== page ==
HealthDay News — People who are resistant to aspirin may be at risk for larger, more severe strokes, according to a study scheduled to be presented at the upcoming annual meeting of the American Academy of Neurology in April. 

“Aspirin resistance is an important predictor of severe stroke and large stroke size in patients taking aspirin before having a stroke,” lead researcher Mi Sun Oh, MD, of the department of neurology at the Hallym University College of Medicine in Seoul, South Korea, told HealthDay. “In patients at high risk for stroke with aspirin resistance, different anti-clotting drugs — such as clopidogrel (Plavix) — can be considered as alternatives to prevent another stroke or decrease stroke severity.”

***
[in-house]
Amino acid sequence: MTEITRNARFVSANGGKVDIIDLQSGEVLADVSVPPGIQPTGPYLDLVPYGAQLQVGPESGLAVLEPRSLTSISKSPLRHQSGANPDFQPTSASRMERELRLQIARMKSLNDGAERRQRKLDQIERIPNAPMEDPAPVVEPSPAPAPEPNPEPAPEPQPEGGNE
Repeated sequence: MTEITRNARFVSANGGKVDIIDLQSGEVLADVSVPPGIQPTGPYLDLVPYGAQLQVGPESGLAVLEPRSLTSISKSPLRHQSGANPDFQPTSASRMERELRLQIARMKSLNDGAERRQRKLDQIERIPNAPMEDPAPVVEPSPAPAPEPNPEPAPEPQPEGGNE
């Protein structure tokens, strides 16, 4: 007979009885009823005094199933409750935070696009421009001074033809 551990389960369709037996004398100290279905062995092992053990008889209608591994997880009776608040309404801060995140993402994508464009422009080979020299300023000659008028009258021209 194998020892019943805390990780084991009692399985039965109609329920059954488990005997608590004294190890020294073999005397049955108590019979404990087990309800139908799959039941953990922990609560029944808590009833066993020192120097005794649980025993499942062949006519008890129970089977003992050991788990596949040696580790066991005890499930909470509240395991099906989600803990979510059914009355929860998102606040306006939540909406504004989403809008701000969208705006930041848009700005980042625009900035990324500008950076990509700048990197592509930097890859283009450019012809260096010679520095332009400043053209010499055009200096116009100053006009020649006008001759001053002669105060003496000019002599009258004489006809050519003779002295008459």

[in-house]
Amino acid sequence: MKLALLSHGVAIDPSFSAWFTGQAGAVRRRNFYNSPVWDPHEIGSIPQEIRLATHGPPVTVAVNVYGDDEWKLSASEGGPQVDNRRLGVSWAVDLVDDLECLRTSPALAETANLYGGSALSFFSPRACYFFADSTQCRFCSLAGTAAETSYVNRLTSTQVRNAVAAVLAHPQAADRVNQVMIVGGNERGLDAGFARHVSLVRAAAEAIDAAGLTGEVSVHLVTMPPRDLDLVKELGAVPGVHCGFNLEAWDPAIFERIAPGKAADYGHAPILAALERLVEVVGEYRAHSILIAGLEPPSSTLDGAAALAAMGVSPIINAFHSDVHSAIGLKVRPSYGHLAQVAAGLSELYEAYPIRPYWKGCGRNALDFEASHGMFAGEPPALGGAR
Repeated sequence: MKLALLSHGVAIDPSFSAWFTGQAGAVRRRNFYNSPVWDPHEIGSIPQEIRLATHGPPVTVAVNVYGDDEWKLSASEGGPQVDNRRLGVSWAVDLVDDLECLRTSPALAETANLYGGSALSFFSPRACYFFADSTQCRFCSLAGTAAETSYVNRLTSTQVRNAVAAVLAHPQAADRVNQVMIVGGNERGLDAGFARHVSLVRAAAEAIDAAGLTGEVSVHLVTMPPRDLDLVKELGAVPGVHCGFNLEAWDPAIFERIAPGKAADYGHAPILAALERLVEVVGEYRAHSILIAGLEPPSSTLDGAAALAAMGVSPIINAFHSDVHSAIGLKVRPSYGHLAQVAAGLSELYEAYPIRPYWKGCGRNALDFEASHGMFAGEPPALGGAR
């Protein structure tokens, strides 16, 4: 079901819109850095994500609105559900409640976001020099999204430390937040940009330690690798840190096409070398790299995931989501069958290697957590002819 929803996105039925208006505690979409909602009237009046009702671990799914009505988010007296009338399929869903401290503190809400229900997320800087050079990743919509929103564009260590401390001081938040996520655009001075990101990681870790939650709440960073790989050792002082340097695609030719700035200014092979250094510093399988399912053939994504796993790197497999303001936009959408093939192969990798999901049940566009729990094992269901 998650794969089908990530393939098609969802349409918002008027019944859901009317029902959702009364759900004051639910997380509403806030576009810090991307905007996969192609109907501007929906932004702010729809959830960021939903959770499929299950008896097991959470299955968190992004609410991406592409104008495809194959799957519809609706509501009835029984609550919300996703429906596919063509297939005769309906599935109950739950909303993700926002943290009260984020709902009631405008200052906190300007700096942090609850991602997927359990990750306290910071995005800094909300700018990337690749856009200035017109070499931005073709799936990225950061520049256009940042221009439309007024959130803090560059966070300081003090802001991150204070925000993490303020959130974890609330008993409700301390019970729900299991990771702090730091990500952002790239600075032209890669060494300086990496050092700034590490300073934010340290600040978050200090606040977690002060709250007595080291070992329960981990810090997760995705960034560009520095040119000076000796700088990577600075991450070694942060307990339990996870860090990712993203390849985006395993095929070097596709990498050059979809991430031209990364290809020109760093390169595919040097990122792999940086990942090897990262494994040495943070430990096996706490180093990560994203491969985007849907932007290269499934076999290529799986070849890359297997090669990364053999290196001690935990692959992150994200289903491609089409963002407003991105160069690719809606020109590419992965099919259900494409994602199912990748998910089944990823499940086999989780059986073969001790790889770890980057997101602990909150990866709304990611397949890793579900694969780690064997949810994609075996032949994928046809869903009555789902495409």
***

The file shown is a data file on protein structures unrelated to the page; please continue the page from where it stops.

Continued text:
For the study, Oh and colleagues studied 310 patients who had been taking aspirin for at least seven days before they suffered an ischemic stroke. Aspirin resistance was checked within 24 hours of hospital admission.

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The researchers found that 27.7% of the patients were resistant to aspirin. Their strokes ranged from three to 11 on a stroke severity score, compared with scores of one to six among aspirin responders. Moreover, strokes of patients resistant to aspirin affected about twice the brain area as the strokes of those who responded to aspirin.